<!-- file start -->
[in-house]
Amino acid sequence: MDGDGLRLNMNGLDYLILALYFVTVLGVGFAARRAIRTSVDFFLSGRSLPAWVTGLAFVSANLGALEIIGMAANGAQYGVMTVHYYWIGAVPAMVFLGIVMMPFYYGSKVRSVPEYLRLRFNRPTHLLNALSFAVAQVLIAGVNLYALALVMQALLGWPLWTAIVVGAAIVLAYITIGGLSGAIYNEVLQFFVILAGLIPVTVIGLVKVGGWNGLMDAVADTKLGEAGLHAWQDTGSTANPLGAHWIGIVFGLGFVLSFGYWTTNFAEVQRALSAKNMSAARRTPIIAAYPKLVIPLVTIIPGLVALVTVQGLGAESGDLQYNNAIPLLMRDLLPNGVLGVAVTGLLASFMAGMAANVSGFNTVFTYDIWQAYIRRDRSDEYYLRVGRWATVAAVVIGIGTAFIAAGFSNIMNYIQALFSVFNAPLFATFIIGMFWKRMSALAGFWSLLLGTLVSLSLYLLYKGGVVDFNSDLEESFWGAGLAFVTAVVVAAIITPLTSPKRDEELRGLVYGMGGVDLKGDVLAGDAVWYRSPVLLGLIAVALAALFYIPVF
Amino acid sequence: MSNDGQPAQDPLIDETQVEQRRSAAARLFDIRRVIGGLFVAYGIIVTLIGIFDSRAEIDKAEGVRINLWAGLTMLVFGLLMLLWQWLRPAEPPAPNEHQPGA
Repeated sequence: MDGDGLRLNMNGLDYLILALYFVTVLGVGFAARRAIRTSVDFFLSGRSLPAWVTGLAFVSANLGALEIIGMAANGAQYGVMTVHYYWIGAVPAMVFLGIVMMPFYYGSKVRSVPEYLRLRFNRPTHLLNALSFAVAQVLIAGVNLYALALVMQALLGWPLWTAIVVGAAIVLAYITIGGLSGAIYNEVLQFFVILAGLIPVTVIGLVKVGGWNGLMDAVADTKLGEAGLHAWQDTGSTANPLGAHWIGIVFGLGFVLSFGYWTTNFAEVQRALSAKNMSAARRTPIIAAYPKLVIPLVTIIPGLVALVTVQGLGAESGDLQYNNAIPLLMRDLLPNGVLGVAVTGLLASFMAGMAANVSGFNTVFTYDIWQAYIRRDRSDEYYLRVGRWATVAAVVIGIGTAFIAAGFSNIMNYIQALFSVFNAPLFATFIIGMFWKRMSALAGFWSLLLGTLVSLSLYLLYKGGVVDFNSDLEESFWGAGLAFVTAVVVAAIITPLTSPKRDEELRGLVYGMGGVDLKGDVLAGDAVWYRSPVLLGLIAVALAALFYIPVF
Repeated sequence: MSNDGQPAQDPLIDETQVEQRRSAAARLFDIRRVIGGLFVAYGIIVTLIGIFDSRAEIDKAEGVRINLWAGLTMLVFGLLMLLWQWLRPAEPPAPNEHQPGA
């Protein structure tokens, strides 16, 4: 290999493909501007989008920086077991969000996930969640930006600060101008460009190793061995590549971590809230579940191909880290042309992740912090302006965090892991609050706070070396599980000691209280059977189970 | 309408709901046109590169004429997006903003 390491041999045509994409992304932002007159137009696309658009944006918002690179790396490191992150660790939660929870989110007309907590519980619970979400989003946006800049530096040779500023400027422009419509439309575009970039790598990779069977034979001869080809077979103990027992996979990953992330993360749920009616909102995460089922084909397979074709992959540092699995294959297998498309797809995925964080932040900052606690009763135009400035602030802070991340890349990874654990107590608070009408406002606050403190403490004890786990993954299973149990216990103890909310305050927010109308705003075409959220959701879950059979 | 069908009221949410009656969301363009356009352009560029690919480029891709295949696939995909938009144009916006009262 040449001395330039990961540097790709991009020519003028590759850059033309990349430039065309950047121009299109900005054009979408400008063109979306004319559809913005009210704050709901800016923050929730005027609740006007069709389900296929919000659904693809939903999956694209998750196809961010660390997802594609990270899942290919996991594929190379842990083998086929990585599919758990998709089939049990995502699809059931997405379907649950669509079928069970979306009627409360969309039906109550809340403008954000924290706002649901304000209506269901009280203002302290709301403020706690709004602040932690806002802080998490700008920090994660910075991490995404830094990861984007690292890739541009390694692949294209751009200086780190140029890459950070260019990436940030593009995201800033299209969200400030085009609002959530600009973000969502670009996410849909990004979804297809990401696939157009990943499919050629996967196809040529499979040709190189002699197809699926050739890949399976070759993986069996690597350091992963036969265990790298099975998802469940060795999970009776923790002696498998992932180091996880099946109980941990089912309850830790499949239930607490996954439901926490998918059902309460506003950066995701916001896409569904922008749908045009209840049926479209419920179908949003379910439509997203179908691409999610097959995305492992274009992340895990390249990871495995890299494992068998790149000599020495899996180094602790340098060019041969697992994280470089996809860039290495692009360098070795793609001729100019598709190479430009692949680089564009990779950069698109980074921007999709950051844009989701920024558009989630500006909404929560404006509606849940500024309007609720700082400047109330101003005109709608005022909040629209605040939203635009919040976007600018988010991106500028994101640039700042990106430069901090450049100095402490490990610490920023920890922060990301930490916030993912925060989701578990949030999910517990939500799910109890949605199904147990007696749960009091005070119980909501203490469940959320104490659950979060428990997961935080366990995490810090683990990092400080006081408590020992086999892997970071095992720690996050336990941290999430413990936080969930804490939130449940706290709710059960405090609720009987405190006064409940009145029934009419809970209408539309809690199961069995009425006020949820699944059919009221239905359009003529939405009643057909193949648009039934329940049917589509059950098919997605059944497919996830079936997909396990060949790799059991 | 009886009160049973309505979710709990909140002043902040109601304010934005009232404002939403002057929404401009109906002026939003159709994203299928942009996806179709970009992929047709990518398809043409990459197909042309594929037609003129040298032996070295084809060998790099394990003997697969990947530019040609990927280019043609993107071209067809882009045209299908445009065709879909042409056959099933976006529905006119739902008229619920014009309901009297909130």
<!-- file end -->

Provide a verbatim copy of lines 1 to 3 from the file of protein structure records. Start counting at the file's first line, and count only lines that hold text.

[in-house]
Amino acid sequence: MDGDGLRLNMNGLDYLILALYFVTVLGVGFAARRAIRTSVDFFLSGRSLPAWVTGLAFVSANLGALEIIGMAANGAQYGVMTVHYYWIGAVPAMVFLGIVMMPFYYGSKVRSVPEYLRLRFNRPTHLLNALSFAVAQVLIAGVNLYALALVMQALLGWPLWTAIVVGAAIVLAYITIGGLSGAIYNEVLQFFVILAGLIPVTVIGLVKVGGWNGLMDAVADTKLGEAGLHAWQDTGSTANPLGAHWIGIVFGLGFVLSFGYWTTNFAEVQRALSAKNMSAARRTPIIAAYPKLVIPLVTIIPGLVALVTVQGLGAESGDLQYNNAIPLLMRDLLPNGVLGVAVTGLLASFMAGMAANVSGFNTVFTYDIWQAYIRRDRSDEYYLRVGRWATVAAVVIGIGTAFIAAGFSNIMNYIQALFSVFNAPLFATFIIGMFWKRMSALAGFWSLLLGTLVSLSLYLLYKGGVVDFNSDLEESFWGAGLAFVTAVVVAAIITPLTSPKRDEELRGLVYGMGGVDLKGDVLAGDAVWYRSPVLLGLIAVALAALFYIPVF
Amino acid sequence: MSNDGQPAQDPLIDETQVEQRRSAAARLFDIRRVIGGLFVAYGIIVTLIGIFDSRAEIDKAEGVRINLWAGLTMLVFGLLMLLWQWLRPAEPPAPNEHQPGA